The Turing Test

• October 21st, 2002 • Posted in Short stories

Published in Interzone, October 2002

(This story is collected in The Turing Test from Elastic Press)

Reprints:

  • A.I.s,  edited by Gardner Dozois and Jack Dann,  published by Ace Books 2004.

8 comments on “The Turing Test”

  1. Chris Beckett’s ‘The Turing Test: a guest post on NextRead « Follow the Thread says:

    […] review of ‘The Turing Test’ is here, and you can read the story itself here. While you’re at NextRead, be sure to check out the other Short Story Month posts; […]

  2. Chris says:

    Thanks for letting me know, David, and for the very encouraging review.

  3. Steven says:

    Why did she panic and cry? The meaning may have went over my head, can you explain it to me?

  4. Chris says:

    She suddenly had an awful sense of how very alone we are in the material universe. It’s hard for people to really connect with each other, but it is better to try anyway. Does that make sense?

  5. Sean Xu says:

    Why did people make art work using body parts? Is that a kind of metaphor? What did you try to express?

  6. Chris says:

    Well for one thing, that sort of thing really happens. An artist (I forget his name) has made a cast of his own head made out of his own blood. Another artist (or maybe the same one) has made an art-work out of urine, another used elephant dung. Damien Hurst has made several artworks out of dead animals, and also once crept into a morgue and had a photograph taken of himself with his face next to a severed head. So in part I was just reflecting what is actually already out there.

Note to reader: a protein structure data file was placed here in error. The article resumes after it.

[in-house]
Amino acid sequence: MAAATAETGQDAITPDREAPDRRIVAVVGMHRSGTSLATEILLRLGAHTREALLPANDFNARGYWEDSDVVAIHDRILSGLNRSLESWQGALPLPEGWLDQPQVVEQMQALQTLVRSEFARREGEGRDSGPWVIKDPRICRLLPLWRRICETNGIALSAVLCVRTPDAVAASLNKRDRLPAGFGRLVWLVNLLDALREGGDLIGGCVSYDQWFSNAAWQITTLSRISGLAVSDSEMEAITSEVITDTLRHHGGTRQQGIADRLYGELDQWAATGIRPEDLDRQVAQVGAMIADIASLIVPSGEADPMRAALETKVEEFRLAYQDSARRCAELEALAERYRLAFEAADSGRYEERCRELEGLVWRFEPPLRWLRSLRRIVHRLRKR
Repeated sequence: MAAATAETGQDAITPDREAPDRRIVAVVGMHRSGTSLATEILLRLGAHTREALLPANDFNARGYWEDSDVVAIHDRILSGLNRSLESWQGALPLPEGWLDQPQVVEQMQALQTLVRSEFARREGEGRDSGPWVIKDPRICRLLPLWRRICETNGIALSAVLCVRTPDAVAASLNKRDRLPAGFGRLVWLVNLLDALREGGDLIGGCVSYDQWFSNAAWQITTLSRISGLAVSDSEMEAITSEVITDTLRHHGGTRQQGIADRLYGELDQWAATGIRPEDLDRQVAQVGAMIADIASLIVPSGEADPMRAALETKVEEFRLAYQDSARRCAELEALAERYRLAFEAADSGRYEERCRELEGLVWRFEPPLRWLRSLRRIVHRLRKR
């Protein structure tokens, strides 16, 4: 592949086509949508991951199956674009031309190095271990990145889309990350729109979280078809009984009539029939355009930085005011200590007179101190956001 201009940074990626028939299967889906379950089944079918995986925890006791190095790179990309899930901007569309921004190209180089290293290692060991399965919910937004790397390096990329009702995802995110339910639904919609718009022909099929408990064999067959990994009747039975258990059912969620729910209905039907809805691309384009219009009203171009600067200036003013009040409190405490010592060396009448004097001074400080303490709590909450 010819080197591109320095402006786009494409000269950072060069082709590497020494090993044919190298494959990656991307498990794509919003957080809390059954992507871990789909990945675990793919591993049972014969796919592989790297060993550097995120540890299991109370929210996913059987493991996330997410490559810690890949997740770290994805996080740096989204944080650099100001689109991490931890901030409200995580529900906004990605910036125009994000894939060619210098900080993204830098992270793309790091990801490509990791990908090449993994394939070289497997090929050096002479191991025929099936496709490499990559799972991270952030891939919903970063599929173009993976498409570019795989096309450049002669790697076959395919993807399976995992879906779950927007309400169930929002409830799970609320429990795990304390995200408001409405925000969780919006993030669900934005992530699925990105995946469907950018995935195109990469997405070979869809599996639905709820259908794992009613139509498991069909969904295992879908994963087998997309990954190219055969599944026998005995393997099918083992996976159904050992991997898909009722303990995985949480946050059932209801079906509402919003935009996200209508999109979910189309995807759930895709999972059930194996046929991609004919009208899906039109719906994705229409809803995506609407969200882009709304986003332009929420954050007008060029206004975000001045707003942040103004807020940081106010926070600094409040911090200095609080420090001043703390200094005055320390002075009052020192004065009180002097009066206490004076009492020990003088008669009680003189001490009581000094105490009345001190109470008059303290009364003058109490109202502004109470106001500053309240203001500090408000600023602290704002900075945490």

But I was also trying to reflect on what that phenomenon means. And I was seeing it as reflecting a sense of alienation: alienation from our own bodies, from one another, from the physical world, each person alone in his or her own mind.

    Hope that helps.

  7. Phil says:

    Hi Chris,

    This is an excellent short story. Subtle, powerful, unnerving and masterfully told. I read it a few years ago, and it stuck with me such that I searched around the net for it again and just reread it. I love how you bring together the themes of alienation, humanity, corporeality, intelligence, companionship, sex, and artificial entities. Very timely, if not prescient. Great job.

  8. Chris says:

    Thanks very much Phil.

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